The stimulus is working! Whether you're red (hate it) or blue (love it), the government's $17B promise of HITECH funds has sent hospitals to market across the country. We're a tiny firm (half-dozen fulltime consultants), yet we're absolutely swamped with clients and inquiries. And it's not just the large IDNs and AMCS, but community hospitals and even Critical Access Hospitals (<25 beds) who are all looking for a slice of the government pie. It's crazier than Y2K!!
Hardly matters that all the money is conditional on what Blumenthal and his Boston CIO buddies (who come from large facilities with IT budgets in the tens of millions — versus the thousands for small hospitals) eventually define as "meaningful use." Every hospital in the country seems to have had a fire lit under its IT derriere in a rush to market and buy an E.H.R. Exactly what constitutes one doesn't seem to matter - just buy one quick!
We've heard from several vendors already that they can't schedule demos for several months due to rising demand, and a few candid ones are admitting they are building a line for implementations. The existing client base of most vendors are also clamoring for upgrades to their legacy systems to add EMR modules, stretching scarce implementation resources even further.
It's an amazing tribute to the lobbyists hired by HIMSS and large HIS vendors (one and the same?) — they have pressed both the flesh and hot buttons in both the current and previous administration to such an extent that even people who know absolutely nothing about HIS systems (i.e.: politicians) are clamoring for EMRs as the only way to save health care. If only these brilliant lobbyists has some technical skills to help design CPOE systems that physicians will actually use... Most hospital CPOEs are anathema to busy admitting physicians, who only want to get patient rounds over with quickly so they can get back to there offices where they need to spend far more of their precious time typing notes into user-unfriendly practice EMRs.
Last week, I heard an amazing voice of reason from the CEO of a 60-bed hospital. We were holding a kickoff meeting for a system selection process, educating his Selection Committee of department heads on the steps we'd be following and what vendors they should consider. They should of course consider the leading vendors for small hospital (under 100 bed) systems, most of whom charge about $1M one-time for a total HIS, and about $150K for maintenance. We also reviewed several mid-sized vendors as well, who have superior functionality in terms of an EMR, but who charge $2-3M capital and $300K+ for annual maintenance. The CFO pointed out how he had heard from his state hospital association that they could expect about $2M back in stimulus funds, so maybe they could afford the higher-priced, and presumably better EMRs? The CEO thought for a moment, and then pointed out that the stimulus funds are one-time, whereas the ongoing costs were forever: vendor maintenance fees, nurse informaticists, hardware upgrades/refreshes, a past-time CMIO, etc. He wisely decided to just look at systems they could afford under current reimbursement, just in case their new EMR turns out to not be "meaningfully used" by his extremely independent medical staff.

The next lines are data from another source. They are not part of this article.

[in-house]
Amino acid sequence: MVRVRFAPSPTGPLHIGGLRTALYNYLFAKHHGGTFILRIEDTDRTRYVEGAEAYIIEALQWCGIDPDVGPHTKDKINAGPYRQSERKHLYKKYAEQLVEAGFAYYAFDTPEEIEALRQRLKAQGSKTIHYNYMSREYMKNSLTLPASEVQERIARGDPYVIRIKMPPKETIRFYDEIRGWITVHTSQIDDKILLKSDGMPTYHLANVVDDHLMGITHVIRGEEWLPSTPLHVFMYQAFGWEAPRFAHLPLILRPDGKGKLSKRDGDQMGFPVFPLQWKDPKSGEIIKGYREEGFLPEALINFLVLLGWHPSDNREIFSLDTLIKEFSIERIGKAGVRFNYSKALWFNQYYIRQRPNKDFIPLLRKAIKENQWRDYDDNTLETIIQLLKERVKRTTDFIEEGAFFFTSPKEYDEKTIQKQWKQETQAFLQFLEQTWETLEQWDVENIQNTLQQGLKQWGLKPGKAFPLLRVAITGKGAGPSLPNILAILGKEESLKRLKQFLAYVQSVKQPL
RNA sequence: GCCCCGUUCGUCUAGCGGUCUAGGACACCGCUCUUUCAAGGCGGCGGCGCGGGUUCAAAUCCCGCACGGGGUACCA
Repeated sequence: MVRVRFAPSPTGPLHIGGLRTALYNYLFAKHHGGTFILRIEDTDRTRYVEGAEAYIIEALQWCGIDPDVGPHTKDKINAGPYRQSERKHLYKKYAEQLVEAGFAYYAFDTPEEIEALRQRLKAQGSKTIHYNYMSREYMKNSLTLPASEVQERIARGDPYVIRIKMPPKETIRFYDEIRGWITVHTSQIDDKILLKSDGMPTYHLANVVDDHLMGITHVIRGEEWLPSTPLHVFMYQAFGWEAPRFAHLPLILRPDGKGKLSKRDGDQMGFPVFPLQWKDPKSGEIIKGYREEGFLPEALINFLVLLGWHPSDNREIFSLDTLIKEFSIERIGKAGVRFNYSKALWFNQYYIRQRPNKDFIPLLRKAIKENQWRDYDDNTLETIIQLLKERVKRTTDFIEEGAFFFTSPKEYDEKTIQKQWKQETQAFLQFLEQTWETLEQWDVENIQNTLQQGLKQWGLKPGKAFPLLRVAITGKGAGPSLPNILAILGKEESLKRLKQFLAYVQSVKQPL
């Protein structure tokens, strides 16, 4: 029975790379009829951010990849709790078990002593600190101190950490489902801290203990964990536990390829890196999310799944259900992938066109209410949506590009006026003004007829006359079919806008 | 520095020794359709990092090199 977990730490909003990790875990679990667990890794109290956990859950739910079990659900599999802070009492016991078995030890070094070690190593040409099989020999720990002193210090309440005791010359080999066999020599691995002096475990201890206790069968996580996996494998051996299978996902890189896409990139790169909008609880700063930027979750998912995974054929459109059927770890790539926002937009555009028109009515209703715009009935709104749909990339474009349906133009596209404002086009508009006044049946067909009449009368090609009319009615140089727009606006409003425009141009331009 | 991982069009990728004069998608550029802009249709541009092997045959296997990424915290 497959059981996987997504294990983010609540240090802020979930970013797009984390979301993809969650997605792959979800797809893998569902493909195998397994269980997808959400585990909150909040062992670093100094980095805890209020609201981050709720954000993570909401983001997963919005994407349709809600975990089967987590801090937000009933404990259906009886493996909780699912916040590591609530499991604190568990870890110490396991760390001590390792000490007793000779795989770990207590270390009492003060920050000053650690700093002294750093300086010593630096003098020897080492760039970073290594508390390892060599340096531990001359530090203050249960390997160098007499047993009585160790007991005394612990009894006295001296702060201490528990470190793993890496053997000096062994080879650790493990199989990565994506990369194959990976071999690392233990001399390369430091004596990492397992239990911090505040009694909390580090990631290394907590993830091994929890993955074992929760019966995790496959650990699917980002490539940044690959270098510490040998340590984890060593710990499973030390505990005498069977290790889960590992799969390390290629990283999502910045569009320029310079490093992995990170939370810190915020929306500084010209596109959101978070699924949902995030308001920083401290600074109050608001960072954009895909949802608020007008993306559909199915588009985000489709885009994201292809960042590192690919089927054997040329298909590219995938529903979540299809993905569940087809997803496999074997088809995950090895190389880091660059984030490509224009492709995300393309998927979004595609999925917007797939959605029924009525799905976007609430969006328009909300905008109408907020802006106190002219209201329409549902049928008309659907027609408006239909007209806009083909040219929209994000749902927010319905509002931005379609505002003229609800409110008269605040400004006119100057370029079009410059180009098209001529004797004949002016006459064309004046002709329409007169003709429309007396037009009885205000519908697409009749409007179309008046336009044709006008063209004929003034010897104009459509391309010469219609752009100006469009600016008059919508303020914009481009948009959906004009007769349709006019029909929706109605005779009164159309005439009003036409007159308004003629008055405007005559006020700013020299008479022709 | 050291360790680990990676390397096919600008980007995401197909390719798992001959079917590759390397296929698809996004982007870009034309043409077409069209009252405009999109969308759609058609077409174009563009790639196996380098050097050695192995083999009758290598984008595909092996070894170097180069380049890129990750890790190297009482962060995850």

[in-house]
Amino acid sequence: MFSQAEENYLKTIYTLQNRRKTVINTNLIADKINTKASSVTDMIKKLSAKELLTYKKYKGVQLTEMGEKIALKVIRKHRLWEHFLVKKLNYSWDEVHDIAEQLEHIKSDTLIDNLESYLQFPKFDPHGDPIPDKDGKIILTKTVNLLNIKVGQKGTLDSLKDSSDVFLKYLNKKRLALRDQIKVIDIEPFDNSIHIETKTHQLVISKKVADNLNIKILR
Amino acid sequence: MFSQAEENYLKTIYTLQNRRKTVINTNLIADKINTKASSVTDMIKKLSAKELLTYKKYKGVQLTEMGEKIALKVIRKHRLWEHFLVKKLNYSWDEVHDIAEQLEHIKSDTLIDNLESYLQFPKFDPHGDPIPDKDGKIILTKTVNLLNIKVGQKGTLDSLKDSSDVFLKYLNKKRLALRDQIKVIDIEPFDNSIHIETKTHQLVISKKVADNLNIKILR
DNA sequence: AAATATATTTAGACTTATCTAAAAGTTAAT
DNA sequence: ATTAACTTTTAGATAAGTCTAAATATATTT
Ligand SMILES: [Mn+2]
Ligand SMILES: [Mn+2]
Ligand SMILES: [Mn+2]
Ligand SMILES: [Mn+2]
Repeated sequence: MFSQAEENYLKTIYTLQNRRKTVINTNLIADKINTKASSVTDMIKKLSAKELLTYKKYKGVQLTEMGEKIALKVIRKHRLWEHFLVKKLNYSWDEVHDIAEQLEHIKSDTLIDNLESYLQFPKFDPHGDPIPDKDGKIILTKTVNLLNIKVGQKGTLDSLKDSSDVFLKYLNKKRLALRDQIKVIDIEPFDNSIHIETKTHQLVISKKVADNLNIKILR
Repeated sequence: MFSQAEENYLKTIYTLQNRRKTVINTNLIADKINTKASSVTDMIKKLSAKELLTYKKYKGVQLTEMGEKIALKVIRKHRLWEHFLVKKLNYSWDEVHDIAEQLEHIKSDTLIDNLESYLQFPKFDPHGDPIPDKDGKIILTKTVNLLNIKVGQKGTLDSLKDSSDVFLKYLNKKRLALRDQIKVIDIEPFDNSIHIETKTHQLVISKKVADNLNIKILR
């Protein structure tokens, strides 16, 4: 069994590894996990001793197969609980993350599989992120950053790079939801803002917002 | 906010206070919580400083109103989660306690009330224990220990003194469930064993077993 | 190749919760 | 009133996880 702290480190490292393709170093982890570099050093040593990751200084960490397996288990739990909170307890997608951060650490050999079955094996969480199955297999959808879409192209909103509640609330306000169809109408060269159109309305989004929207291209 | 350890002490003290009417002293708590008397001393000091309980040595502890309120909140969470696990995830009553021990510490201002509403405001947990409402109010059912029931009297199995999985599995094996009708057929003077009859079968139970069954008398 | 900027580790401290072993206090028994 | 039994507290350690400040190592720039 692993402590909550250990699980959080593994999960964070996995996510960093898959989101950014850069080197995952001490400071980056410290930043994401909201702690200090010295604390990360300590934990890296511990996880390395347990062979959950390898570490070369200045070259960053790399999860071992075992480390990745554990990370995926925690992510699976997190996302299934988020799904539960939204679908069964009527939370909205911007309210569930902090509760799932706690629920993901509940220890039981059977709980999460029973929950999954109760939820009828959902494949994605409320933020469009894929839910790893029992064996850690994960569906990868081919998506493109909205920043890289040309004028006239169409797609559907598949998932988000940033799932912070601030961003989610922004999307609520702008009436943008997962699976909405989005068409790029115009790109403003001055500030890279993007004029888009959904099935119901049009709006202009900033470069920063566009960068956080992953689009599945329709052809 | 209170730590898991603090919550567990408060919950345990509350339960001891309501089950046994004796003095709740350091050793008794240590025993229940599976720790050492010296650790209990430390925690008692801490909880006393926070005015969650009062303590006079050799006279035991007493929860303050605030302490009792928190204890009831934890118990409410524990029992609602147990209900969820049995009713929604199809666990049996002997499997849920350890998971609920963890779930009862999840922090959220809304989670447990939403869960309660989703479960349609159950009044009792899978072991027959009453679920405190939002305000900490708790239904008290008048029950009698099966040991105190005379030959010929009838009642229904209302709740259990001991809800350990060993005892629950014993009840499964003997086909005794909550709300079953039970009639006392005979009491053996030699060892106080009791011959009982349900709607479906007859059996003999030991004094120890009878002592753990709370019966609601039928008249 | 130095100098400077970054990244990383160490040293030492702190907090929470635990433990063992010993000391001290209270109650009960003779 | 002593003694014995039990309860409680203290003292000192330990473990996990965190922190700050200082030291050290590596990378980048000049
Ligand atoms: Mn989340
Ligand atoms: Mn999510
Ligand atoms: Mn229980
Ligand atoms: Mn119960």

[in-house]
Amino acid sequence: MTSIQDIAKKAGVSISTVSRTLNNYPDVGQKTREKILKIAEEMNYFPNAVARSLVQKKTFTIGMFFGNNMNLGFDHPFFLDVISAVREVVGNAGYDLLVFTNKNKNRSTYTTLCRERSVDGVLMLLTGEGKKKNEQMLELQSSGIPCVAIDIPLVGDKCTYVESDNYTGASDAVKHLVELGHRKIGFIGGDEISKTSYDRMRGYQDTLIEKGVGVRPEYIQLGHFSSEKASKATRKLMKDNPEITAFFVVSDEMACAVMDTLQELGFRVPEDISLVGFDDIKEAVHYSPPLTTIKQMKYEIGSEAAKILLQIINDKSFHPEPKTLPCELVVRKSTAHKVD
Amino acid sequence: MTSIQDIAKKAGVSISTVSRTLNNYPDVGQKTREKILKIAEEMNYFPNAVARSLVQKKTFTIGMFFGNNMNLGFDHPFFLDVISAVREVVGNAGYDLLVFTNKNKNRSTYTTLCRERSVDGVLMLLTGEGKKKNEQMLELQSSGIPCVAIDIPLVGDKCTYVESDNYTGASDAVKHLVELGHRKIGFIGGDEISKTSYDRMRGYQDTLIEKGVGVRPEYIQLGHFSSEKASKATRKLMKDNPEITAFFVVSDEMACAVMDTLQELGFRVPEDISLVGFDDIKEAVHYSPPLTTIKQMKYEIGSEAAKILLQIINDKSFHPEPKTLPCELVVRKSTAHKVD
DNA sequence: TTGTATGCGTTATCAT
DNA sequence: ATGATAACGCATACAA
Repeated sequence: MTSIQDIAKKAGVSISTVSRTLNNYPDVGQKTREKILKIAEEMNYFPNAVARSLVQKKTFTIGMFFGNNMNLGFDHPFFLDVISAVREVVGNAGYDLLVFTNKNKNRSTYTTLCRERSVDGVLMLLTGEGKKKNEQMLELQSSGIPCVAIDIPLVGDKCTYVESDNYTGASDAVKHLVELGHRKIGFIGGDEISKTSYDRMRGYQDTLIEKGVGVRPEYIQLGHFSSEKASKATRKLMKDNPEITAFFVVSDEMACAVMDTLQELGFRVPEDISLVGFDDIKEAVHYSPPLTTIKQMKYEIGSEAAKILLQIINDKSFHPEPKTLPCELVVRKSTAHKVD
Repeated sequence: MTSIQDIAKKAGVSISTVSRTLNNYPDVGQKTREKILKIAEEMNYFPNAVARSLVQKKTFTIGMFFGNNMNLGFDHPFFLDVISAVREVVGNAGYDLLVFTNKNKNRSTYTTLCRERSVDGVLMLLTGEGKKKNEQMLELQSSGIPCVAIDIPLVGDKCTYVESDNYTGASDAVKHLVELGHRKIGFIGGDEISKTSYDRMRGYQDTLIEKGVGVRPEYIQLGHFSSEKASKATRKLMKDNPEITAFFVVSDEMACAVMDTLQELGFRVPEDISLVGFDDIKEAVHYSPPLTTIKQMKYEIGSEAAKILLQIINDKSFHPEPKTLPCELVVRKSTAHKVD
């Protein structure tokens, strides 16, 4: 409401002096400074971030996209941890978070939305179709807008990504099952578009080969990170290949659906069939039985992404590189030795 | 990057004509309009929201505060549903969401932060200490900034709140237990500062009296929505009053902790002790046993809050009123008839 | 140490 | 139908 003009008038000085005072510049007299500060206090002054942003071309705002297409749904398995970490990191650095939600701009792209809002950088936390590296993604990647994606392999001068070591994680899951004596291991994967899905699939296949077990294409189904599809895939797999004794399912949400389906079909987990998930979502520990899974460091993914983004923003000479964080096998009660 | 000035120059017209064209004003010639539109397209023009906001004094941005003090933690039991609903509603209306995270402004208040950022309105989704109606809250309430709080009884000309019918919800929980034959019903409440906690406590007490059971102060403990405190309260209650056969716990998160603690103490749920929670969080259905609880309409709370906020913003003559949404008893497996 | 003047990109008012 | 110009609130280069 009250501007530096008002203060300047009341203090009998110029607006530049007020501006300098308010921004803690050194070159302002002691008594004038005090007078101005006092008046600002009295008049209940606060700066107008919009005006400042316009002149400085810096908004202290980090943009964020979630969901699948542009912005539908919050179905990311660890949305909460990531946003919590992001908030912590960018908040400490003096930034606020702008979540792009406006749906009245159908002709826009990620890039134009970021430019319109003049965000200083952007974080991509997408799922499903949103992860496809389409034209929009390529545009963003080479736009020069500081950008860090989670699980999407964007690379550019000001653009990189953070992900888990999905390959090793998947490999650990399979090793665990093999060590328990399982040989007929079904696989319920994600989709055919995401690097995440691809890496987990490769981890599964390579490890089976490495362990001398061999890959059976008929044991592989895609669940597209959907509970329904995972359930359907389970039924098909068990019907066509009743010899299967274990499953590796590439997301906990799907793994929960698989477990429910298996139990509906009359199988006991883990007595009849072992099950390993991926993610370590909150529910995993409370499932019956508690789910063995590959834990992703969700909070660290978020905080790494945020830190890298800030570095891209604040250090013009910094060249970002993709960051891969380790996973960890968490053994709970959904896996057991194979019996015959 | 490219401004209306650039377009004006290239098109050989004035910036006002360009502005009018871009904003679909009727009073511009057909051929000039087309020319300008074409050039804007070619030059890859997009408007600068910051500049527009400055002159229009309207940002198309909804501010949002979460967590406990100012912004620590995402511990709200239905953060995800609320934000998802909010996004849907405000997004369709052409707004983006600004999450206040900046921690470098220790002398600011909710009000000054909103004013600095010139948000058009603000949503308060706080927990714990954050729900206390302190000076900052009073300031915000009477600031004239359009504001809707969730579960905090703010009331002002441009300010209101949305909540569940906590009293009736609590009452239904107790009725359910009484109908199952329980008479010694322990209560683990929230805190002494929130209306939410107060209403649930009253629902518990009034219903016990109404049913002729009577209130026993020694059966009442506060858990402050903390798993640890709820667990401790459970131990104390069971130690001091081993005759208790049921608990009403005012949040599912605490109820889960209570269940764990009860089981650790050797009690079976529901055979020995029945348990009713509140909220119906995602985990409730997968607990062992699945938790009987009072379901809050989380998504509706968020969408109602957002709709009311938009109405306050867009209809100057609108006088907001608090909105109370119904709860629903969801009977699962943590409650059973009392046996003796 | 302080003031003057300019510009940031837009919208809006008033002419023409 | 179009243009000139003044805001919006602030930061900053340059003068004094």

Wisdom form the mouth of "babes" — that the executives of much larger facilities should heed, before rushing will-nilly into this feeding frenzy, only to find out in 2015, when stimulus funds cease, that they may have bought too large a farm! The lasting legacy of the stimulus will definitely be a major transition from paper to electronic medical records. But it may also be a surge of unsustainable costs for clinical informaticists, CMIOs, hardware upgrades/ refreshes, vendor CPI price increases, "consultants" who don't go away, etc.
Maybe in 2016 our friendly lobbyists will step back in the picture then and get hospitals some ongoing stimulus "maintenance" funds!? I'll stick with my wise 60-bed CEO: only buy what you know you can afford!